The latest round of tit-for-tat tariffs by the United States and China has intensified the ongoing global debate about whether the world is facing a mere trade skirmish or heading rapidly toward a full-blown trade war. But what is really at stake may be even more fundamental. Either accidentally or by design, US president Donald Trump’s administration may have paved the way for a Reagan moment for the international trade regime. In the 1980s, US president Ronald Reagan initiated a military spending race with the Soviet Union that ended up altering the global balance of power in ways that affected many countries worldwide. Today, Trump has launched a tariff race with China, an economic superpower, perhaps with similarly far-reaching potential consequences. Like under Reagan, the US is better placed to win the current competition with China—but the risks are sizable.
In the latest escalation of the trade dispute, the US imposed levies on $34 billion worth of Chinese imports. China immediately implemented retaliatory tariffs, spurring the US to threaten even more protectionist measures. These actions exacerbate tensions over the Trump administration’s imposition of tariffs on imports from other countries, including some of America’s closest allies (such as Canada), and its threats to withdraw from the World Trade Organisation, which undergirds the rules-based system regulating cross-border flows of goods, services, and capital. Many existing trade agreements would benefit from modernisation. And most economists agree that the US has genuine trade grievances against China, including intellectual property theft, asymmetrical technology transfers, and non-tariff barriers, such as the requirement that foreign companies enter joint-venture agreements with domestic firms to access the Chinese market.
But most economists also agree that competitive tariffs are a risky way to address these grievances. Because tariffs transmit stagflationary pressures (that is, they encourage simultaneous economic contraction and inflation), they risk undermining a global recovery that is already facing challenges. And they complicate long-overdue monetary-policy normalisation, while increasing the likelihood of global financial instability. The resulting systemic cracks could jeopardise the entire rules-based multilateral trading system at a time when there is no good alternative. Many economists hesitate on precisely what lies ahead. For example, one group, while recognising that the current tensions increase the risk of a policy accident or mistake, views them as part of a process of posturing and negotiation. When push comes to shove, they argue, the world’s major trade powers will avoid a mutually destructive approach, opting instead for negotiations that yield a still-free but fairer regime. Reinforcing this view are preliminary indications that the European Union may now be willing to consider a zero-tariff automobile initiative.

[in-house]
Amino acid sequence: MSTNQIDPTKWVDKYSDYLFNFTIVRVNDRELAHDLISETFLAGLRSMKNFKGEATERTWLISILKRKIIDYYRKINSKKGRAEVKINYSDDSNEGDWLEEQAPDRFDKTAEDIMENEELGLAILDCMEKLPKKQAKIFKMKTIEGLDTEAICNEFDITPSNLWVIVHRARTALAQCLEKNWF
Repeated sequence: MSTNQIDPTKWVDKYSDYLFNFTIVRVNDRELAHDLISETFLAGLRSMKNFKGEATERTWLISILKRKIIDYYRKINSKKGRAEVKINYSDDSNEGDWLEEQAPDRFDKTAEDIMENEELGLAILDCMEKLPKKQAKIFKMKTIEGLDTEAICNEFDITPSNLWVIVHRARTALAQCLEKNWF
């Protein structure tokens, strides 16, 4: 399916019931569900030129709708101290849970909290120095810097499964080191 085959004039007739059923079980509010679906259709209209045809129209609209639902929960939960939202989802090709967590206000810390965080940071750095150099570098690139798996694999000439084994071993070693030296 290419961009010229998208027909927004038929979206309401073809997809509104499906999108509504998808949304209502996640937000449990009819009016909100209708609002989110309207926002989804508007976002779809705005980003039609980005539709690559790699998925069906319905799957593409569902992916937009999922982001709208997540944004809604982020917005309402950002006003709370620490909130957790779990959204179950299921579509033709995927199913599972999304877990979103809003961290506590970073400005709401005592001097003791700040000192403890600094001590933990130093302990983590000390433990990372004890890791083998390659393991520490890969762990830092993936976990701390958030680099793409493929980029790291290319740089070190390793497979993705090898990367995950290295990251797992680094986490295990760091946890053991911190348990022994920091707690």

Another group, citing historical precedent, warns that beggar-thy-neighbour trade measures can quickly spiral out of control, taking a heavy toll on living standards. At a time of pronounced political polarisation, anti-establishment anger, and mistrust of expert opinion—owing to economic disappointments and widespread fear of cultural and technological change—heightened protectionism would likely fuel even greater nationalism, populism, and inward-looking policymaking.